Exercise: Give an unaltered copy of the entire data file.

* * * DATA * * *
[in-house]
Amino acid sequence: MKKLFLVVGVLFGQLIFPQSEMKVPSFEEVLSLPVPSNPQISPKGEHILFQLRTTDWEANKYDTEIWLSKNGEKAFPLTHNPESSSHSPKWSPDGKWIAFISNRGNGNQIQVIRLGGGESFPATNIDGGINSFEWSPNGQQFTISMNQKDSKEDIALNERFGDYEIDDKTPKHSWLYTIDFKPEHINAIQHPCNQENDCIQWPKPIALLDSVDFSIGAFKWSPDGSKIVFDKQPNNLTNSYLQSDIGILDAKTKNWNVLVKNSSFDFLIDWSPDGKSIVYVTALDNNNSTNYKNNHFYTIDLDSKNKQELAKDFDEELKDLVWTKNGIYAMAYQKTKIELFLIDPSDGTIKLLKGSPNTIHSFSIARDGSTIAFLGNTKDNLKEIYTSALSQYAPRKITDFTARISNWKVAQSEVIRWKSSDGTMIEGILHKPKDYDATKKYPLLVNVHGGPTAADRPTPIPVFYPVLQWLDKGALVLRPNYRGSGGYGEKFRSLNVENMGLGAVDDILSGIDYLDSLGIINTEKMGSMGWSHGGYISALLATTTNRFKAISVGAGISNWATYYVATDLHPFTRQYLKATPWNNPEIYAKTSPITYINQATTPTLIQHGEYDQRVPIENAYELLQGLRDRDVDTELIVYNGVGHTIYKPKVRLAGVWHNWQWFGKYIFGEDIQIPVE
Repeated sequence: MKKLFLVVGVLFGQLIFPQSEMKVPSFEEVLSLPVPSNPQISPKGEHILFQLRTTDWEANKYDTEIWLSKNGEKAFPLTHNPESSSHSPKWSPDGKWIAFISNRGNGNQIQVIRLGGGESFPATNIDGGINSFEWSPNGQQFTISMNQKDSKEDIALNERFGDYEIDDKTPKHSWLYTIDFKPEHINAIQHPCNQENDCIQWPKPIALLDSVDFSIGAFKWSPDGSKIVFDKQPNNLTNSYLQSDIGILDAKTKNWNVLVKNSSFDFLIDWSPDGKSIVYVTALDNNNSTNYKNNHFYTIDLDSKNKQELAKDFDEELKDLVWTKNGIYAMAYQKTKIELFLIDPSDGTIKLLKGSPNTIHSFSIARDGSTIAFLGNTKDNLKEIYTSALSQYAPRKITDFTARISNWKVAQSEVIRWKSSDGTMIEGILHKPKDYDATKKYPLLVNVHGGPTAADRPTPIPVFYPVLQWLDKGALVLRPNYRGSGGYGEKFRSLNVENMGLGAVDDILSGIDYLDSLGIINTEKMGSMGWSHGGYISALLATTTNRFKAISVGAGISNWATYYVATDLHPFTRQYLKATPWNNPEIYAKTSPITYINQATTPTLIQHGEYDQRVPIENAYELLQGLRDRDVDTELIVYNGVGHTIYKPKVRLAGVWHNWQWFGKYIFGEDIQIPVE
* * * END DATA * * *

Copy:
[in-house]
Amino acid sequence: MKKLFLVVGVLFGQLIFPQSEMKVPSFEEVLSLPVPSNPQISPKGEHILFQLRTTDWEANKYDTEIWLSKNGEKAFPLTHNPESSSHSPKWSPDGKWIAFISNRGNGNQIQVIRLGGGESFPATNIDGGINSFEWSPNGQQFTISMNQKDSKEDIALNERFGDYEIDDKTPKHSWLYTIDFKPEHINAIQHPCNQENDCIQWPKPIALLDSVDFSIGAFKWSPDGSKIVFDKQPNNLTNSYLQSDIGILDAKTKNWNVLVKNSSFDFLIDWSPDGKSIVYVTALDNNNSTNYKNNHFYTIDLDSKNKQELAKDFDEELKDLVWTKNGIYAMAYQKTKIELFLIDPSDGTIKLLKGSPNTIHSFSIARDGSTIAFLGNTKDNLKEIYTSALSQYAPRKITDFTARISNWKVAQSEVIRWKSSDGTMIEGILHKPKDYDATKKYPLLVNVHGGPTAADRPTPIPVFYPVLQWLDKGALVLRPNYRGSGGYGEKFRSLNVENMGLGAVDDILSGIDYLDSLGIINTEKMGSMGWSHGGYISALLATTTNRFKAISVGAGISNWATYYVATDLHPFTRQYLKATPWNNPEIYAKTSPITYINQATTPTLIQHGEYDQRVPIENAYELLQGLRDRDVDTELIVYNGVGHTIYKPKVRLAGVWHNWQWFGKYIFGEDIQIPVE
Repeated sequence: MKKLFLVVGVLFGQLIFPQSEMKVPSFEEVLSLPVPSNPQISPKGEHILFQLRTTDWEANKYDTEIWLSKNGEKAFPLTHNPESSSHSPKWSPDGKWIAFISNRGNGNQIQVIRLGGGESFPATNIDGGINSFEWSPNGQQFTISMNQKDSKEDIALNERFGDYEIDDKTPKHSWLYTIDFKPEHINAIQHPCNQENDCIQWPKPIALLDSVDFSIGAFKWSPDGSKIVFDKQPNNLTNSYLQSDIGILDAKTKNWNVLVKNSSFDFLIDWSPDGKSIVYVTALDNNNSTNYKNNHFYTIDLDSKNKQELAKDFDEELKDLVWTKNGIYAMAYQKTKIELFLIDPSDGTIKLLKGSPNTIHSFSIARDGSTIAFLGNTKDNLKEIYTSALSQYAPRKITDFTARISNWKVAQSEVIRWKSSDGTMIEGILHKPKDYDATKKYPLLVNVHGGPTAADRPTPIPVFYPVLQWLDKGALVLRPNYRGSGGYGEKFRSLNVENMGLGAVDDILSGIDYLDSLGIINTEKMGSMGWSHGGYISALLATTTNRFKAISVGAGISNWATYYVATDLHPFTRQYLKATPWNNPEIYAKTSPITYINQATTPTLIQHGEYDQRVPIENAYELLQGLRDRDVDTELIVYNGVGHTIYKPKVRLAGVWHNWQWFGKYIFGEDIQIPVE